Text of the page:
Column: Lessons from Catalonia

Catalonia is a region of Spain containing the city of Barcelona. Many Catalan people speak a completely different language than the rest of Spain and have an equally separate culture. Because of this, among many other reasons including taxes and cultural suppression, Catalonia seeks independence from Spain.  

On Oct. 1, Catalonia held a vote, or rather attempted to hold one, for independence from Spain. Whether you agree or disagree with Catalonia separating itself remains irrelevant. The problem lies in Spain's denial of the Catalan vote on such a matter.

The Spanish government took many measures to prevent the vote. They called it illegal. They claimed they would ignore the results. And then they sent the police in like a military force and absolutely brutalized peaceful voters. The police force, in full riot gear, was caught on many occasions beating Catalan people, dragging them by their hair out of buildings and shooting rubber bullets into crowds. Things got so dire that Catalonia firefighters formed human shields to protect those trying to vote from Spanish police. 

The Catalan government claimed that over 800 people were injured and that 319 out of the 2,300 polling stations were shut down by police; meanwhile, the Spanish government said only 92 stations were shut down. An estimated 2.26 million voters out of the 5.3 million registered voted, with 90 percent in favor of independence. However, there are conflicting reports on the number of votes possibly due to police officers taking ballot boxes and the fear of double voting.

There are two main takeaways from the Catalan referendum that Americans must understand: Value your vote and recognize division within society.

If you were to ask a student around you for their opinion on the Catalan referendum, most would not know what you were talking about. This ignorance is dangerous, it leads to not knowing how great things are in the U.S.

Americans have the privilege of living in the greatest nation in the world. Our nation does not suppress our voice over matters deemed controversial, such as independence in Catalonia.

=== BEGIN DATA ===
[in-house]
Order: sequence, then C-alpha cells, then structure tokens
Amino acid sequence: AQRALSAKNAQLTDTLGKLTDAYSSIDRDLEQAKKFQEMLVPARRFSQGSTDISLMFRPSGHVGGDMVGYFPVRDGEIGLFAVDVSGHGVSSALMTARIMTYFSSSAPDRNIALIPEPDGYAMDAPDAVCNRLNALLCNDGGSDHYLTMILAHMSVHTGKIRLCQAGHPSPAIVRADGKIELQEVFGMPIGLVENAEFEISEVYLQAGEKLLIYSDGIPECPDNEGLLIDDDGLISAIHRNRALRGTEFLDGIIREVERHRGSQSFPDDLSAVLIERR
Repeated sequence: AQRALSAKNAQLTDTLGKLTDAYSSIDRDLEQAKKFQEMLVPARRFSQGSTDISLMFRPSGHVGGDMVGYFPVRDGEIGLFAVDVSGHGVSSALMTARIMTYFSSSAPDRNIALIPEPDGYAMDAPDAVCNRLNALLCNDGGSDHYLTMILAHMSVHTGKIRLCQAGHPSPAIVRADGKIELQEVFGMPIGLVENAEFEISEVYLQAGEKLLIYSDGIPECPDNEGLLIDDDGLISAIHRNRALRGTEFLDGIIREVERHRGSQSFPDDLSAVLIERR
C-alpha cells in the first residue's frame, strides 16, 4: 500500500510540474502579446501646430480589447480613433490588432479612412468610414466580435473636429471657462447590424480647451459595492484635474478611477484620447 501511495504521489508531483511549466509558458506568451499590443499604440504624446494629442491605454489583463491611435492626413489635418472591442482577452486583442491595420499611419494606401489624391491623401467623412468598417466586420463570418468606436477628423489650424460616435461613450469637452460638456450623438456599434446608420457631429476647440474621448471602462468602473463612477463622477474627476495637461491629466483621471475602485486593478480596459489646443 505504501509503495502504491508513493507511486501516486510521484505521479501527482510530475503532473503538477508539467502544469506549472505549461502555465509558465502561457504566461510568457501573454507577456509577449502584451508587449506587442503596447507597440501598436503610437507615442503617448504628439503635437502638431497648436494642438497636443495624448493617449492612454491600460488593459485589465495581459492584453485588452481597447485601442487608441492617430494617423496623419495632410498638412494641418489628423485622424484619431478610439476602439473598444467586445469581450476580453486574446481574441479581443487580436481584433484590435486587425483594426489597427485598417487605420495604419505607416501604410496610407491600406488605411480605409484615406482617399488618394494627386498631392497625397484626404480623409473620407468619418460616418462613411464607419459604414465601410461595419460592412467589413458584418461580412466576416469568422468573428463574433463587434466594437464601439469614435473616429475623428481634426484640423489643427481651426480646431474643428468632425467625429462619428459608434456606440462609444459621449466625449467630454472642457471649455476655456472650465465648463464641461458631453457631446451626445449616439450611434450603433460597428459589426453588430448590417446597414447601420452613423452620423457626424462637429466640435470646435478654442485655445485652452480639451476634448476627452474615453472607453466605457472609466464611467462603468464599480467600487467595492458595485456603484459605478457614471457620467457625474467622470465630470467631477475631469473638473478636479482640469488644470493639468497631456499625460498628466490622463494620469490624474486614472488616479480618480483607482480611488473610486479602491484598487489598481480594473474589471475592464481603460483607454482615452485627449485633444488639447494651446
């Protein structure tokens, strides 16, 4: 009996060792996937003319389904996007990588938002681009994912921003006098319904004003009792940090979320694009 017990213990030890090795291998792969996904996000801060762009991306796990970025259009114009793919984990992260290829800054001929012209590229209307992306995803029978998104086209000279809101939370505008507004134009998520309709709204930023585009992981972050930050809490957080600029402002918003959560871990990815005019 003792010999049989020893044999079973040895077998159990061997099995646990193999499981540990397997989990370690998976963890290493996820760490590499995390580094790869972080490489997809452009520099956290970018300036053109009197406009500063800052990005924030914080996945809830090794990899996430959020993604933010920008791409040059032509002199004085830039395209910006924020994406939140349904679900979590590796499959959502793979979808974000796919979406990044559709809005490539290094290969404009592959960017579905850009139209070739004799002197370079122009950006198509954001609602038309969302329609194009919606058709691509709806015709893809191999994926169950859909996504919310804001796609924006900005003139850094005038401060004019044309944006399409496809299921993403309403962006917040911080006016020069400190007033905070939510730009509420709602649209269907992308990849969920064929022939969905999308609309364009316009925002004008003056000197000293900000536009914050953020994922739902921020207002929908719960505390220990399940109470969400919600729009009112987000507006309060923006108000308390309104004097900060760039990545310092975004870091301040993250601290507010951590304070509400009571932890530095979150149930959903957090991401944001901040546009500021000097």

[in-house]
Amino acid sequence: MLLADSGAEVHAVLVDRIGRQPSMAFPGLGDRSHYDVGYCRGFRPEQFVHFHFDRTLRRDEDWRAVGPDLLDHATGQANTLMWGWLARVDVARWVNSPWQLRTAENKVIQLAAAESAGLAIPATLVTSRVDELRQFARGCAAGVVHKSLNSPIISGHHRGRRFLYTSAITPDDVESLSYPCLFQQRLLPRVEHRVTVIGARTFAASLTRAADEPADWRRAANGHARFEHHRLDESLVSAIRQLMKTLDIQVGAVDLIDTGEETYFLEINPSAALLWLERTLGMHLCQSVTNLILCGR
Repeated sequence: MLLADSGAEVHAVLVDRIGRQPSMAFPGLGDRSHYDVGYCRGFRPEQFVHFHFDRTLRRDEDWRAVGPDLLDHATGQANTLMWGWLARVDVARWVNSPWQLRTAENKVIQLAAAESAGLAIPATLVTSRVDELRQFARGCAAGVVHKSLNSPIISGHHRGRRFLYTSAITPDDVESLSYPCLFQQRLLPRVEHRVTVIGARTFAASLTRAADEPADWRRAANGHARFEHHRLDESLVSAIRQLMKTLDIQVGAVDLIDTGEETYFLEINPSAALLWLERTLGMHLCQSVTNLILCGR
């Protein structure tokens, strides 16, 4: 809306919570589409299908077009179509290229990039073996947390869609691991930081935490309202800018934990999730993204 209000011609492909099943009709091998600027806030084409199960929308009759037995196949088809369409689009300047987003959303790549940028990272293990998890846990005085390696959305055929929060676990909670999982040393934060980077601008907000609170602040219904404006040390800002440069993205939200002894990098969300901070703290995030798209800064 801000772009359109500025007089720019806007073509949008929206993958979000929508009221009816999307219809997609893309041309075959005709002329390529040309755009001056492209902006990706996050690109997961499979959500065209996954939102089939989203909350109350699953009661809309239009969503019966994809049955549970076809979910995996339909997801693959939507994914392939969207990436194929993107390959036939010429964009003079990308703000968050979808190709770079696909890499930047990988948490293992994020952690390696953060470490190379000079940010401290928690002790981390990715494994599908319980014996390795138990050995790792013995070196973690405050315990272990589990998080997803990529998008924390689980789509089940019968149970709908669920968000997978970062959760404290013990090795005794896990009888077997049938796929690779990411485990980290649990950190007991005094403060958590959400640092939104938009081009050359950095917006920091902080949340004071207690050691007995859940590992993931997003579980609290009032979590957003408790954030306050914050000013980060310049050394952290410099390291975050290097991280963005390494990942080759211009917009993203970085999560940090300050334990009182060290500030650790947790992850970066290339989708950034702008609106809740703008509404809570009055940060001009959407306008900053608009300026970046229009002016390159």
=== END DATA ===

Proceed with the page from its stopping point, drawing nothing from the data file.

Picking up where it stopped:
Yes, you can liken Catalonia to protests like the ones in Charlottesville that broke out into violence. The major difference is that the violence in Spain deals with the violation of the right to vote. The riots in America are controversial, yes. The riots in America are over important matters, yes. However, police in Spain are not shutting down violent mobs attacking one another nor violent protests in general but those trying to vote for what they believe is their right to independence. Also, the Spanish police stops those who would vote against the independence. Recognizing this violation is important.

On the idea of voting itself, it stands as a right that should not be violated. The idea that the government can shut down a vote, especially one they already stated they will not listen to, is ridiculous. It is a dangerous notion that violates the rights of people and does so on a whole other level compared to the stoppage of protests in America.

All of these violations can be traced back to the division between the Catalans and Spanish people. Heavy division within a nation damages it. Whether you believe that Black Lives Matter or neo-Nazis or any group is justified, unity in our nation must be valued. We, as Americans, must learn from the extremities of division, as seen in Spain, and adapt.  

Whether voting for a presidential campaign, local campaign or a referendum, value the vote. It is a privilege and civic duty many ignore; and one that even first-world democratic countries violate. I implore everyone to value their ability to vote, to hold peaceful protests and to meet with others. People in countries we believe to be democratic cannot do so.

We need to recognize this awful suppression and learn from it.

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